Meet Me On The Lido Deck After Class
There are many concerns about rising costs of higher education in Missouri. These concerns are warranted; a USA Today article that was published earlier this year found that the average cost of attending college in-state has grown 35 percent in the past five years. According to a study by the College Board, the average tuition and fees at public colleges rose 8.3 percent last year alone. Everyone knows that higher education continues getting more expensive, but the question that really needs to be addressed is: What are students these days paying for?
Take, for example, the Tiger Grotto at Mizzou. It was part of a $50 million recreation center that opened in 2005, paid for by an extra $75-per-semester fee for every student taking more than six credit hours, regardless of usage. The Grotto features palm trees, a heated spa, a lazy river, and an oversized big screen TV, all of which caught the attention of Sports Illustrated in 2005 and won Mizzou the title of Best Rec Center in the Country. For additional charges, students can also sip smoothies poolside at the outdoor Truman Pond or, since 2006, enjoy services like facials and manicures (even teeth whitening and tanning). According to the MizzouRec website, “the Grotto will transform your dullest day into a vacation,” and they proudly promote its “resort quality facilities.” It sounds like Missouri students are paying for a nine-month stay at a Sandals Resort instead of for a top-flight education.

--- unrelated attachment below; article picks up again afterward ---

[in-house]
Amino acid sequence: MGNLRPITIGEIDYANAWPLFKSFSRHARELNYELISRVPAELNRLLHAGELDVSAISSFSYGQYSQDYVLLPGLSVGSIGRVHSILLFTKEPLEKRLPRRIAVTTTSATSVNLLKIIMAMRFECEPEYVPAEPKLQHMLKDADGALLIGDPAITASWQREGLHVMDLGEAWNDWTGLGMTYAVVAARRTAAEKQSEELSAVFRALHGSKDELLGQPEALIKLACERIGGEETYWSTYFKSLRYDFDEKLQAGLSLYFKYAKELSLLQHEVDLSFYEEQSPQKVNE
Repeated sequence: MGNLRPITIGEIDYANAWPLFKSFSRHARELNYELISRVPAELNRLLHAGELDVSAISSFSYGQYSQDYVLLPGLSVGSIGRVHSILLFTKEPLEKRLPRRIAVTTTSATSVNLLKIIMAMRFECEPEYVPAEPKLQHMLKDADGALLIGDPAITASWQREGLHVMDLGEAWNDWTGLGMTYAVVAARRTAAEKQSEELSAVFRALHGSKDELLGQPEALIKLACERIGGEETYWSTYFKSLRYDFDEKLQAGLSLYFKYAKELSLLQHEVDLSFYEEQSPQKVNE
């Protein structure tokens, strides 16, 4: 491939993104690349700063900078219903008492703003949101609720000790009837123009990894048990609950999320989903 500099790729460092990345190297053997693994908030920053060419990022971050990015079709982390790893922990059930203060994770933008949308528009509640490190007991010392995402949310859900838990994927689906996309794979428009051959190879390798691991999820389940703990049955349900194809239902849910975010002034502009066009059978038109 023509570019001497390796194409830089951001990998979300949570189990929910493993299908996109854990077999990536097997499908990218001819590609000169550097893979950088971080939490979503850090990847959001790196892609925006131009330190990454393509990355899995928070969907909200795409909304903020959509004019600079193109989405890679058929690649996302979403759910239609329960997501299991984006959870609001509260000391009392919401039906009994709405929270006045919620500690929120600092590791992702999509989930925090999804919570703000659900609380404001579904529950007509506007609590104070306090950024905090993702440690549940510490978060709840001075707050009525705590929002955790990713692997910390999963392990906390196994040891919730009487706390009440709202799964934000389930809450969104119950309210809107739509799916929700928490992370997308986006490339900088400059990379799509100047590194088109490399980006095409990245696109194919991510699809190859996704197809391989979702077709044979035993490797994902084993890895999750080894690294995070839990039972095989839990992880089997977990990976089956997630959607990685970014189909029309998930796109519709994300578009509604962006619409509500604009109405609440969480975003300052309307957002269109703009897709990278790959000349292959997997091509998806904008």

Projects like Tiger Grotto show just how extravagant modern colleges and universities have become. Addressing the rising cost of higher education should perhaps begin with a reassessment of what purpose a university should serve, and whether that purpose is best achieved with flat screen TVs and spa days. Perhaps more funding for the classrooms and less funding for facilities that house smoothie-fueled tanning sessions would solve a few problems that face Missouri’s higher education system. Cutting projects like Tiger Grotto, which drive up student fees, would help keep costs manageable for students as state funding decreases. This whole process would help move higher education in Missouri closer to a model where students pay the true cost of attending college.